Press free­dom for tribal me­dia re­pealed

Musco­gee (Creek) Na­tion ap­proves the leg­is­la­tion, which is signed into law

Tulsa World - - Metro&region - By Cur­tis Kill­man

A new Musco­gee (Creek) Na­tion law re­peal­ing press free­dom pro­tec­tions for the tribe's in-house me­dia has prompted a res­ig­na­tion and drawn fire for its “chill­ing” ef­fect.

The leg­is­la­tion, ap­proved by the Na­tional Coun­cil and signed into law this week, places the Mvskoke Me­dia un­der the con­trol of Prin­ci­pal Chief James Floyd.

“This is a chill­ing at­tack on press free­dom by the Na­tional Coun­cil,” said Tris­tan Ah­tone, pres­i­dent of the Na­tive Amer­i­can Jour­nal­ists As­so­ci­a­tion.

“So what's go­ing on here with Mvskoke Me­dia is it is funded by the Musco­gee (Creek) Na­tion and the Musco­gee (Creek) Na­tion is es­sen­tially try­ing to

Floyd

say that that out­let is ac­tu­ally a PR wing of the gov­ern­ment and we will treat it as such so that things have to go through ap­proval,” Ah­tone said.

Floyd, who did not re­spond to an in­ter­view re­quest, told the Na­tional Coun­cil that the tribe's me­dia would con­tinue to be in­de­pen­dent.

“I have not in­ter­fered with any story, tried to stop any story what­so­ever and it (Mvskoke Me­dia) will con­tinue to be the same re­gard­less of where it's at,” Floyd said Thurs­day in a YouTube video posted on Mvskoke Me­dia's Face­book page.

Floyd's sig­na­ture on bill num­ber NCA 18-180 re­peals a 2015 tribal law that pro­po­nents said cre­ated an in­de­pen­dent tribal news me­dia.

Dur­ing an emer­gency meet­ing on Thurs­day, the Na­tional Coun­cil briefly de­bated, then nar­rowly ap­proved a mea­sure to re­peal the tribe's In­de­pen­dent Me­dia Act by a 7-6 vote.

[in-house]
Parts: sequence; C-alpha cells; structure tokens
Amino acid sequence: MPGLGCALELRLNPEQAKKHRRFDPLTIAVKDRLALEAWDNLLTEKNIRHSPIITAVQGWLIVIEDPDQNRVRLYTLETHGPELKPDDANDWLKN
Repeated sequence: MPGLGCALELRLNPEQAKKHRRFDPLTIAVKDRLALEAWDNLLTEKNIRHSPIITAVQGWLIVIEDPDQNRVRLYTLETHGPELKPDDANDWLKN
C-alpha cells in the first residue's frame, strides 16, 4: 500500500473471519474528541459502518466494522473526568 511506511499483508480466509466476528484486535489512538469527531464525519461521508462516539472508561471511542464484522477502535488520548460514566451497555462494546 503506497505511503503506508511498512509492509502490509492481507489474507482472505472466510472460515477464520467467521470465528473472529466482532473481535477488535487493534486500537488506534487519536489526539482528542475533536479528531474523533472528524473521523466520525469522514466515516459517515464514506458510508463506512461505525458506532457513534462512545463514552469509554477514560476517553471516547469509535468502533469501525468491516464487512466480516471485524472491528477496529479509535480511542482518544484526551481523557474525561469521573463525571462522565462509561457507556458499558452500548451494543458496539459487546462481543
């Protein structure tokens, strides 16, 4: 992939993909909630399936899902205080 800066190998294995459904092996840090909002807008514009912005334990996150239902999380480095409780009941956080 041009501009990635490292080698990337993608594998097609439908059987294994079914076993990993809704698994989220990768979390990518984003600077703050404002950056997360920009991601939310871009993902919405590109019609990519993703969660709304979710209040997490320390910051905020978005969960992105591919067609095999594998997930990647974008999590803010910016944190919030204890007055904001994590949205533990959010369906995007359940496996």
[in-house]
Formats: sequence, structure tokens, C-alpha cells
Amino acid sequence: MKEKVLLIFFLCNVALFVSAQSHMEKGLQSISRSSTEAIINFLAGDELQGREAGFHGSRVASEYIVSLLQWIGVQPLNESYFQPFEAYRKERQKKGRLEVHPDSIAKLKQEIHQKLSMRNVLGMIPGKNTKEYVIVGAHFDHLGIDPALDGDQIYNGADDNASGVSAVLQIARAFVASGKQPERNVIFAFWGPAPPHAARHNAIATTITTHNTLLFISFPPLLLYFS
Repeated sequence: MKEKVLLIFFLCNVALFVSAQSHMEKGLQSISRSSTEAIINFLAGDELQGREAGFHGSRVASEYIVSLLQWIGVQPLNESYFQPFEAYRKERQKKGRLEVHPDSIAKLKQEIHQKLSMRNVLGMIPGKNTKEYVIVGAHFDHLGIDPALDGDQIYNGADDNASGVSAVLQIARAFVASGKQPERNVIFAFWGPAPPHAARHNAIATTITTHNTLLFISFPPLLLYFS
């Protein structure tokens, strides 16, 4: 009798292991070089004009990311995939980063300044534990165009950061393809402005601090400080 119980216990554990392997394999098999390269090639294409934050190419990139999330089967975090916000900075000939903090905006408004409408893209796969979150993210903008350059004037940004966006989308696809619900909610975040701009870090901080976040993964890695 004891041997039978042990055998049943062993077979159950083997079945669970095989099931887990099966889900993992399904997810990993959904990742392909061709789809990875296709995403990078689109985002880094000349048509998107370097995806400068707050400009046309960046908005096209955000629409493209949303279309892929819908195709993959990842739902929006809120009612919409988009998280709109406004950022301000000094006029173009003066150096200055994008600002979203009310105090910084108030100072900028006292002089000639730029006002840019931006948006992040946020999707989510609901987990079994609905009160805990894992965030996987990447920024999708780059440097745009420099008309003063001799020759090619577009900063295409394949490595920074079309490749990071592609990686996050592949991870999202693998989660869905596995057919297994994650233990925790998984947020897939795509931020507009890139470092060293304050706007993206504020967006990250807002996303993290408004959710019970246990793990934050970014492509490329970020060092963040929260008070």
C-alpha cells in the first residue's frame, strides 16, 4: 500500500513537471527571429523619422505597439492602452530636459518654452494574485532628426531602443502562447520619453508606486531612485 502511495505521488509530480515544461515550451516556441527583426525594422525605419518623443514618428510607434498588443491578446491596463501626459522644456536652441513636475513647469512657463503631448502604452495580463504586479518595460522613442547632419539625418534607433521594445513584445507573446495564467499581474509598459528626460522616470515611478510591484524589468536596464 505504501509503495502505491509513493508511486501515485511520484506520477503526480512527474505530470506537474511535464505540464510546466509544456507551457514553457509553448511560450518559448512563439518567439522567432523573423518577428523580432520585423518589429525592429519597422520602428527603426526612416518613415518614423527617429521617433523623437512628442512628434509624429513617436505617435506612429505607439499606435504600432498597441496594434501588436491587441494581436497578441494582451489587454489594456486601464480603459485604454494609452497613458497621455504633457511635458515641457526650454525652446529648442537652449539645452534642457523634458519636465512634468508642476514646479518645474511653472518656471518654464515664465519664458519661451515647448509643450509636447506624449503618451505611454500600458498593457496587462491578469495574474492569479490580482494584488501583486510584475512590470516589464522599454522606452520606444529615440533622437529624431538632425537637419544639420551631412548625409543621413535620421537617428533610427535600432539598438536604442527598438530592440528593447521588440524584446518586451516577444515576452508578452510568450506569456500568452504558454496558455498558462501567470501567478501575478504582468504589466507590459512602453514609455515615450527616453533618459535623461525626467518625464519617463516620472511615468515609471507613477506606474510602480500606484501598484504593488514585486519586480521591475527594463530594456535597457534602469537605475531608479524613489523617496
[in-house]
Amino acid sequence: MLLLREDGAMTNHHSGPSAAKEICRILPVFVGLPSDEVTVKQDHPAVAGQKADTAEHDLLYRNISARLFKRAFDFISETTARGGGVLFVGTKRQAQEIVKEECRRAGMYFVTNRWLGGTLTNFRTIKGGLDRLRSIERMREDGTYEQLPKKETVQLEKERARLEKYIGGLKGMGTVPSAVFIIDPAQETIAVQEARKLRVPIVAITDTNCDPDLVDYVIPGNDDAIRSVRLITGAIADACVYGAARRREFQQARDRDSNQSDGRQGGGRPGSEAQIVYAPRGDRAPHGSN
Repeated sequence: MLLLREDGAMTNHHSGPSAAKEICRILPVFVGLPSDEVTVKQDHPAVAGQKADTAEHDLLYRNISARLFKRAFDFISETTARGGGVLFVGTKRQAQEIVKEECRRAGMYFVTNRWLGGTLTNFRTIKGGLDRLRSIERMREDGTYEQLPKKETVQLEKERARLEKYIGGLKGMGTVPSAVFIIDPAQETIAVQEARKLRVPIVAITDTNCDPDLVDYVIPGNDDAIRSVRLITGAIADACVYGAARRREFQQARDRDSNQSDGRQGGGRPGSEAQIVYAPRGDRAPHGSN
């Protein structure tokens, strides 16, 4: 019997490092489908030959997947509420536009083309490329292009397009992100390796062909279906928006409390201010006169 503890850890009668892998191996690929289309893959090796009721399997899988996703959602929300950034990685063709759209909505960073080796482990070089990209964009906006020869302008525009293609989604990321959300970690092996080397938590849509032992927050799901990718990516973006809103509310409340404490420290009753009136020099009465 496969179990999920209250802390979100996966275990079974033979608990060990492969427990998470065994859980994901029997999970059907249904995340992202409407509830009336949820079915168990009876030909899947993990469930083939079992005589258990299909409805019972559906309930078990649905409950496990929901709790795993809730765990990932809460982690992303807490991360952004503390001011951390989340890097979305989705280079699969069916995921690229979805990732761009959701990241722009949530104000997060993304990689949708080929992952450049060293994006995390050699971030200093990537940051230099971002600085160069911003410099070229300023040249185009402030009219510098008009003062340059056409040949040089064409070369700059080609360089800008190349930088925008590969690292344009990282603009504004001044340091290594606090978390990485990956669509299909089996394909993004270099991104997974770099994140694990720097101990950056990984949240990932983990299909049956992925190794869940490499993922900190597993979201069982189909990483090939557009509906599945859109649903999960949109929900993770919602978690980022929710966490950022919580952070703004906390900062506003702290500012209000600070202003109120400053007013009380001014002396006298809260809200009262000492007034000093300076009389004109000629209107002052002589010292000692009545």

Mvskoke Me­dia com­prises the tribe's news­pa­per, Musco­gee Na­tion News, as well as the tele­vi­sion and ra­dio broad­cast out­lets and graphic de­sign

depart­ment.

Mvskoke Me­dia Man­ager Ster­ling Cosper re­signed in protest fol­low­ing the vote.

“I don't want to be com­plicit in a non-in­de­pen­dent press again,” Cosper said Fri­day, re­fer­ring to his time work­ing for the tribe prior to pas­sage of the In­de­pen­dent Me­dia Act.

“I saw what the pre­vi­ous model did,” Cosper said. “If you are go­ing to say that you are go­ing to give cit­i­zens ac­cess to in­for­ma­tion, the struc­ture has to re­flect it in some­thing like a bill.”

Cosper said no one ap­proached him about the pro­posed change prior to it com­ing up Thurs­day.

“From my ex­pe­ri­ence in cov­er­ing some more dras­tic ac­tions this is ba­si­cally how they op­er­ate — quickly and qui­etly,” Cosper said.

When the press free­dom bill was signed into law in 2015, the Musco­gee (Creek) Na­tion joined two other Ok­la­homa tribes — the Chero­kee and Osage — as hav­ing ap­proved leg­is­la­tion which granted in­de­pen­dent sta­tus to its me­dia.

The Tulsa World at­tempted to reach all 16 mem­bers of the Na­tional Coun­cil for com­ment. Coun­cil rep­re­sen­ta­tives Joyce Deere and James Jen­nings, who both sup­ported the mea­sure, de­clined to com­ment.